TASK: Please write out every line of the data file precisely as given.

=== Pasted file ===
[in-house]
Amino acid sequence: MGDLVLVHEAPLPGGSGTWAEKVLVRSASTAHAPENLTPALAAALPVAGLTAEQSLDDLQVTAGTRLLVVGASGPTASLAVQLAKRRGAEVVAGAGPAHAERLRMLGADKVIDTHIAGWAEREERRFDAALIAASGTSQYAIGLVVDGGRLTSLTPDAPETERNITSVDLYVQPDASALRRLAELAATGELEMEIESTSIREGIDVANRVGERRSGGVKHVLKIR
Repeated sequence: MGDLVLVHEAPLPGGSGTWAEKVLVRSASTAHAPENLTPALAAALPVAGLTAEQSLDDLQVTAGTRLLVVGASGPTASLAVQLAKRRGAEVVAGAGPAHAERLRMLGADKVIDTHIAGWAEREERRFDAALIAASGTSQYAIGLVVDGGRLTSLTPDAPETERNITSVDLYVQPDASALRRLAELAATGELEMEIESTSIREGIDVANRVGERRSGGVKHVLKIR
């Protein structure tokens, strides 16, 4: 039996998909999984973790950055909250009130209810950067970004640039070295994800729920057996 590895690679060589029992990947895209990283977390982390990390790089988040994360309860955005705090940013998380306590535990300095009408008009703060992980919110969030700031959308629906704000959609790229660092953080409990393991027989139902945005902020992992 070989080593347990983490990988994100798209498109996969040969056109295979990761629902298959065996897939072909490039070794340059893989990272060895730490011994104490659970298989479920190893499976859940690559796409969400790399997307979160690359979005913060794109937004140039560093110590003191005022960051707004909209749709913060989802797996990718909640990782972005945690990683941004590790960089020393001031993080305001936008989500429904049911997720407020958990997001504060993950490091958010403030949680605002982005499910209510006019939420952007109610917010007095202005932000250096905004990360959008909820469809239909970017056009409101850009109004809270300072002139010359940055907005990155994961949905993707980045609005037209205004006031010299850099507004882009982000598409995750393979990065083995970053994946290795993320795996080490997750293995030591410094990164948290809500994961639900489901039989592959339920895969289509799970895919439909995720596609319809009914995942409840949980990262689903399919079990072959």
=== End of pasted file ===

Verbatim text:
[in-house]
Amino acid sequence: MGDLVLVHEAPLPGGSGTWAEKVLVRSASTAHAPENLTPALAAALPVAGLTAEQSLDDLQVTAGTRLLVVGASGPTASLAVQLAKRRGAEVVAGAGPAHAERLRMLGADKVIDTHIAGWAEREERRFDAALIAASGTSQYAIGLVVDGGRLTSLTPDAPETERNITSVDLYVQPDASALRRLAELAATGELEMEIESTSIREGIDVANRVGERRSGGVKHVLKIR
Repeated sequence: MGDLVLVHEAPLPGGSGTWAEKVLVRSASTAHAPENLTPALAAALPVAGLTAEQSLDDLQVTAGTRLLVVGASGPTASLAVQLAKRRGAEVVAGAGPAHAERLRMLGADKVIDTHIAGWAEREERRFDAALIAASGTSQYAIGLVVDGGRLTSLTPDAPETERNITSVDLYVQPDASALRRLAELAATGELEMEIESTSIREGIDVANRVGERRSGGVKHVLKIR
């Protein structure tokens, strides 16, 4: 039996998909999984973790950055909250009130209810950067970004640039070295994800729920057996 590895690679060589029992990947895209990283977390982390990390790089988040994360309860955005705090940013998380306590535990300095009408008009703060992980919110969030700031959308629906704000959609790229660092953080409990393991027989139902945005902020992992 070989080593347990983490990988994100798209498109996969040969056109295979990761629902298959065996897939072909490039070794340059893989990272060895730490011994104490659970298989479920190893499976859940690559796409969400790399997307979160690359979005913060794109937004140039560093110590003191005022960051707004909209749709913060989802797996990718909640990782972005945690990683941004590790960089020393001031993080305001936008989500429904049911997720407020958990997001504060993950490091958010403030949680605002982005499910209510006019939420952007109610917010007095202005932000250096905004990360959008909820469809239909970017056009409101850009109004809270300072002139010359940055907005990155994961949905993707980045609005037209205004006031010299850099507004882009982000598409995750393979990065083995970053994946290795993320795996080490997750293995030591410094990164948290809500994961639900489901039989592959339920895969289509799970895919439909995720596609319809009914995942409840949980990262689903399919079990072959």